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THE FREE LANCE
By the following afternoon Dr. Trendon reported his patient as quite recovered.
"Starved for water," proffered the surgeon. "Tissues fairly dried out. Soaked him up. Fed him broth. Put him to sleep. He's all right. Just wakes up to eat; then off again like a two-year old. Wonderful constitution."
"The gentleman wants to know if he can come on deck, sir," saluted an orderly.
"Waked up, eh. Come on, Barnett. Help me boost him on deck."
The two officers disappeared to return in a moment arm-in-arm with Ralph Slade.
Nearly twenty-four hours' rest and skilful treatment had done wonders. He was still a trifle weak and uncertain, was still a little glad to lean on the arms of his companions, but his eye was bright and alert, and his hollow cheeks mounted a slight colour. This, with the clothes lent him by Barnett, transformed his appearance, and led Captain Parkinson to congratulate himself that he had not obeyed his first impulse to send the castaway forward with the men.
The officers pressed forward.
"Mighty glad to see you out." "Hope you've got your pins under you again." "Old man, I'm mighty glad we came along."
The chorus of greeting was hearty enough, but the journalist barely paid the courtesy of acknowledgment. His eye swept the horizon eagerly until it rested on the cloud of volcanic smoke billowing up across the setting sun. A sigh of relief escaped him.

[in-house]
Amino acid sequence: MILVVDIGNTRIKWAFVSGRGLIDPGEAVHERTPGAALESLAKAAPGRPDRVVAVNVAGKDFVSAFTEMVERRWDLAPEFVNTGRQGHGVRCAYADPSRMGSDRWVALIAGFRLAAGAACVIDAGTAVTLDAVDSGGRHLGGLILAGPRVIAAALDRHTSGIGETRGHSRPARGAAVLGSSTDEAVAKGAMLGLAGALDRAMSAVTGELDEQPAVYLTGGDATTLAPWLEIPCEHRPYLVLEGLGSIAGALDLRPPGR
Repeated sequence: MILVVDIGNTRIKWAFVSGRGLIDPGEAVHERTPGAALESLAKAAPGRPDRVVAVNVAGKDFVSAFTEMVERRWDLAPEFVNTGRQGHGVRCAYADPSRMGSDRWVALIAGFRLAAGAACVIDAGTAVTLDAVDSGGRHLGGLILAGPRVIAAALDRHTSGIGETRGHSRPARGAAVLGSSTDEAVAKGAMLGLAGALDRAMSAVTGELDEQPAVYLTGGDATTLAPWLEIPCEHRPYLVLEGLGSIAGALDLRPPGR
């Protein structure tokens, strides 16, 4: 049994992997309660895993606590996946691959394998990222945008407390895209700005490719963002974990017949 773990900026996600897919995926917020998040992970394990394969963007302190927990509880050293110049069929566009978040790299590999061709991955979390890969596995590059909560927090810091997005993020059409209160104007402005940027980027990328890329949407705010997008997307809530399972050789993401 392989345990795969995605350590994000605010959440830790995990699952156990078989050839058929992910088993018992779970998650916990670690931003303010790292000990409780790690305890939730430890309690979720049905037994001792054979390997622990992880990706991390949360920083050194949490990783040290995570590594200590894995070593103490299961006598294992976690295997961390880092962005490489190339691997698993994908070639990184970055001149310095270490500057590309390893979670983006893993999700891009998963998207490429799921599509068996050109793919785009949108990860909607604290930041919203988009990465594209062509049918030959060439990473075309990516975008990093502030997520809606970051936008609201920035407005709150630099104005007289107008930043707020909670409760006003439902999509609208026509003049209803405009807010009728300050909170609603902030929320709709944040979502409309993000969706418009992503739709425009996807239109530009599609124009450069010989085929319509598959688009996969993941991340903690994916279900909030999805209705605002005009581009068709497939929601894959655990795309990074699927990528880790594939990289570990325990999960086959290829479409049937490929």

"Where are we?" he asked Barnett. "I mean since you picked me up. How long ago was that, anyway?"
"Yesterday," replied the navigating officer. "We've stood off and on, looking for some of our men."
"Then that's the same volcano----"
Barnett laughed softly. "Well, they aren't quite holding a caucus of volcanoes down in this country. One like that is enough."
But Slade brushed the remark aside.
"Head for it!" he cried excitedly. "We may be in time! There's a man on that island."
"A man!" "Another!" "Not Billy Edwards?" "Not some of our boys?"
Slade stared at them bewildered.
"Hold on," interposed Dr. Trendon authoritatively. "What's his name?" he inquired of the journalist.
"Darrow," replied the latter. "Percy Darrow. Do you know him?"
"Who in Kamschatka is Percy Darrow?" demanded Forsythe.
"Why, he's the assistant." It's a long story----"
"Of course, it's a long story. There's a lot we want to know," interrupted Captain Parkinson. "Quartermaster, head for the volcano yonder. Mr. Slade, we want to know where you came from; and why you left the schooner, and who Percy Darrow is. And there's dinner, so we'll just adjourn to the messroom and hear what you can tell us. But there's one thing we're all anxious to know; how came you in the dory which we found and left on the Laughing Lass no later than two days ago?"
"I haven't set eyes on the Laughing Lass for--well, I don't know how long, but it's five days anyway, perhaps more," replied Slade.
They stared at him incredulously.
"Oh, I see!" he burst out suddenly; "there were twin dories on the schooner. The other one's still there, I suppose. Did you find her on the stern davits?"
"That's it, then. You see when I left----"
Captain Parkinson's raised hand checked him. "If you will be so good, Mr. Slade, let us have it all at once, after mess."
At table the young officers, at a sharp hint from Dr. Trendon, conversed on indifferent subjects until the journalist had partaken heartily of what the physician allowed him. Slade ate with keen appreciation.
"I tell you, that's good," he sighed, when he had finished. "Real, live, after-dinner coffee, too. Why, gentlemen, I haven't eaten a civilised meal, with all the trimmings, for over two years. Doctor, do you think a little of the real stuff would hurt me? It's a pretty dry yarning."
"One glass," growled the surgeon, "no more."
"Scotch high-ball, then," voted Slade, "the higher the better."